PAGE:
FOR SALE—BILLIARD AND POOL
tables, almost new, will sell on pay
ments. or cheap for cash. Rooms 11-16
West Broadway. '
FOR SALE—PIT GAMES OF NOTED
strain, also thoroughbred brown leg
horns. Call after 5 p. m. 914 South
Montana.
FOR SALE CHEAP—FIRST CLASS
lodging house, electric lights, steam
heat, good as new. Mrs. Ella Elphl
son, 121 Main street, Anaconda.
FOR SALE—FINE BUFFALO ROBE.
Address care this office.
FOR SALE—FURNITURE OF i'OUR
l-oom house, good as new; also house
for rent; will sell very reasonable;
reason, leaving the city. Inquire at 482
East Park street.
GOOD MILCH COW FOR SALE. NO. 12
Harrison street, Meadervilie. M.
Bcntly.
FOR SALE—A SALOON, GOOD LOCA
tion. Inquire at Copper State Saloon,
055 South Arizon^
HORSE, WAGONS AND HARNESS
for sale cheap. Oechsli, 124 West Park.
FOR SALE—GOOD PAYING RKSTAU
rant, worth $400; must be sold for $175.
Case & Holmes. 26 East Broadway.
FOB BALE - BITTER ROOT VALLEY
No. 10—169 acres; all fenced; 100 acres
under cultivation: 20 acres in saleable
timber; A 1 water right; orchard of £00
hearing trees-, also small fruit, 55 acres
seeded to hay, a two-story, six-room
dwelling, good barn and out buildings,
one and one-half miles from town and
good school. No. 12—320 acres, 2 miles
from depot. 4 miles from town, all
fenced, good water right, 200 acres un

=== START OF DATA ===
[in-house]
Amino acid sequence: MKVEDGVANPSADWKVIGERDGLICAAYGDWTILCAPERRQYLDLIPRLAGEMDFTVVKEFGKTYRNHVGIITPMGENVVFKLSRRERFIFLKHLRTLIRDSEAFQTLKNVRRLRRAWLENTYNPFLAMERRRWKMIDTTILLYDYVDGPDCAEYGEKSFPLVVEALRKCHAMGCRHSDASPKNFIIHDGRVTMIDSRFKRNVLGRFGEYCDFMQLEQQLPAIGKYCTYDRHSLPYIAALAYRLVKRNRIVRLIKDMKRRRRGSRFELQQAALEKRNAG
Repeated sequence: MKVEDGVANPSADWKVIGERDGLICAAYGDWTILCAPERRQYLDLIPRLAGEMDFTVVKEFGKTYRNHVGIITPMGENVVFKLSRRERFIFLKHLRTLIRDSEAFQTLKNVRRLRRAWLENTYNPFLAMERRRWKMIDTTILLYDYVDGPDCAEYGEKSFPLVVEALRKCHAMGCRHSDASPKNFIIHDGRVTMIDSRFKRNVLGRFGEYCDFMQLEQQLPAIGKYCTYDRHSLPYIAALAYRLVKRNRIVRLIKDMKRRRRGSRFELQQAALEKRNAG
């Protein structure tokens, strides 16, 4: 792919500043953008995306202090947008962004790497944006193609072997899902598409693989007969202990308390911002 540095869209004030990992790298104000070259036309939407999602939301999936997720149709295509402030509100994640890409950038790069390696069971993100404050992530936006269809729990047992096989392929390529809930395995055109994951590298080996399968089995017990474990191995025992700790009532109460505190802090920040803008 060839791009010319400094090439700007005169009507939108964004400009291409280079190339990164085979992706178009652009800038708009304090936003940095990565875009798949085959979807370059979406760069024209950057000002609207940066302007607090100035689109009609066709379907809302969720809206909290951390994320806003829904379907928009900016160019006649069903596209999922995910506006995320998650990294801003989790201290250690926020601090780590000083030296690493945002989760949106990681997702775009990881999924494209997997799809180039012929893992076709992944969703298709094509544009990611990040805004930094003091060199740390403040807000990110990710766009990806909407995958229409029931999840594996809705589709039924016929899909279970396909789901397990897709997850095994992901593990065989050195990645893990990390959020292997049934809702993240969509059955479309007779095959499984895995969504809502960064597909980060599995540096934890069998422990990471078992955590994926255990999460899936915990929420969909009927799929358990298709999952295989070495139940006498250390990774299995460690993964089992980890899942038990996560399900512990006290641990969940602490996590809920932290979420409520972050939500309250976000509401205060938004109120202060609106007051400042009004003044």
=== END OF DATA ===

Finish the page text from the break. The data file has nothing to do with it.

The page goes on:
der cultivation, 40 r.cres meadow, can
cultivate 300 acres, 20 acres timber,
smAll bearing orchard, log house and
barn. Price 34,000- A bargain. En
quire of Ravalli County Abstract Co.,
Hamilton. Mont.
M O N E Y TO LO AN
MONEY TO LOAN—ON REAL ESTAT 0
security at 10 per cent. Also -money
to loan on chattels. Chas. L. Smith,
23 West Granite street.
FOUND
FOUND—A BLACK SILK SCARF, ON
West Granite. Owner can have same
by identifying It and paying for
thls ad.
SPECIALISTS
IN THE EXACT SCIENCE OF PALM*
Istry Madame DeXVitt is an adept.
Magnet le healing Is recognised as an
advanced mode of relieving pain and
curing disease without the aid of drugs.
' Kmnovwd from the Butte hotel to 211
West Park.
miscellaneous.
$10.00 REWARD NO QUESTIONS ASK
W 0L r , e i Urn , ^Ulster taken from 107
Quait/i street, Tuesday night. E
a - Se mple, 417 Hennessy building.
T Wesf^ ' l £ H ' RESTAURANT. 41
all horns.' k ' European Plan; meals at
1 ÄÄ 9
West Granite.
UOR LEASE — NINETEEN
ig house " ' '
tral location. Jackcon & Cox.~" N 0 . Ï 7
PARTY WANTS TO RENTA I one
ing house or buy one on monthly nav"
ments. Address S. T. A., Inter Moun
W Ä rKD -7 AI ^ EWDS OF CAST OFF
BEST NEEDLES AND OIL FOR 17*7
n l Är a ^, at the Sin 2er om™
10 W est Quartz street.
nge r Ofllco,
VX ANTED-TO TRADE, A liriO-t^T; T ^r,
team of horses for a 1300 or 1400 and
will pay the difference. Address P o
Box *i53, Butte, Mont.
ASSAYSr? >.
BRADEN &. BAPTf,
ASSAYKItS
119 Hamilton St. (Carney & Hand'« old
stand.) P. O. Box 1264. a » old
A Ch P ; *™ RAUEP " ESSAYER AND
, f 5 e ,™' 8 - Successor to Carney & Hand.
.Last Broadway.
FOR RENT
2.00—Six-room modern brick. West Side
»ante furnished $50.00